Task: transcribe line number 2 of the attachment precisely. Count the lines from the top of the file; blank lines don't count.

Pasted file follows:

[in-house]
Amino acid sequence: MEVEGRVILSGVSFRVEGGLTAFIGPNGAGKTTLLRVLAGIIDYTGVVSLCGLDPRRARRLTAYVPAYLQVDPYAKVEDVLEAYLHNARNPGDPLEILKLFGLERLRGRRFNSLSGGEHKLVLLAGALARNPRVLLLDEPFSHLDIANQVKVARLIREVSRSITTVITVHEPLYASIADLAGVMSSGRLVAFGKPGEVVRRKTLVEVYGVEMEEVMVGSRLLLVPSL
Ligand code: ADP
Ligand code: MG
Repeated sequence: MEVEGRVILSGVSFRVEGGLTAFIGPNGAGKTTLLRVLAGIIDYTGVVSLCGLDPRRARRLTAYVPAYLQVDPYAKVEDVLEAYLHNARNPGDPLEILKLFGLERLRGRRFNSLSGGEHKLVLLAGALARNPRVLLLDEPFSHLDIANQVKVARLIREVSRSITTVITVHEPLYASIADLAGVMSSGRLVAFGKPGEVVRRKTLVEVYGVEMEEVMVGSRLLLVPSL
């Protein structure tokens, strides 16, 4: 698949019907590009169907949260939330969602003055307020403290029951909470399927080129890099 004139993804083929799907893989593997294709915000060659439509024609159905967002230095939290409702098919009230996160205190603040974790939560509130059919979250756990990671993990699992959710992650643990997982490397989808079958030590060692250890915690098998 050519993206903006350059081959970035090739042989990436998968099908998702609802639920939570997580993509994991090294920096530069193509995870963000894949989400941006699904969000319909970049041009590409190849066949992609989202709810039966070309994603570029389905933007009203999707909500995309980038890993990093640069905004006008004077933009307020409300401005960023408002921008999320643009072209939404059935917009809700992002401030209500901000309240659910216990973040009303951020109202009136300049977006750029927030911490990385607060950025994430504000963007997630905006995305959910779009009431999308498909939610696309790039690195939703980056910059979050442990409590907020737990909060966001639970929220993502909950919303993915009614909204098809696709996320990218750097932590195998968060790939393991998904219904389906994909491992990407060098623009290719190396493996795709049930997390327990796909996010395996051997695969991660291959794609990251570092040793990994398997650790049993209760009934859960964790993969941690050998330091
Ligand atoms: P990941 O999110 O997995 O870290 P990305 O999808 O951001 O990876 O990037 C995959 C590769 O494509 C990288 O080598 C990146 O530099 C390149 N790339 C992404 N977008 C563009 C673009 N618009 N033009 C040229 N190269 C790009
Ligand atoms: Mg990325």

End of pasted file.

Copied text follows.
Amino acid sequence: MEVEGRVILSGVSFRVEGGLTAFIGPNGAGKTTLLRVLAGIIDYTGVVSLCGLDPRRARRLTAYVPAYLQVDPYAKVEDVLEAYLHNARNPGDPLEILKLFGLERLRGRRFNSLSGGEHKLVLLAGALARNPRVLLLDEPFSHLDIANQVKVARLIREVSRSITTVITVHEPLYASIADLAGVMSSGRLVAFGKPGEVVRRKTLVEVYGVEMEEVMVGSRLLLVPSL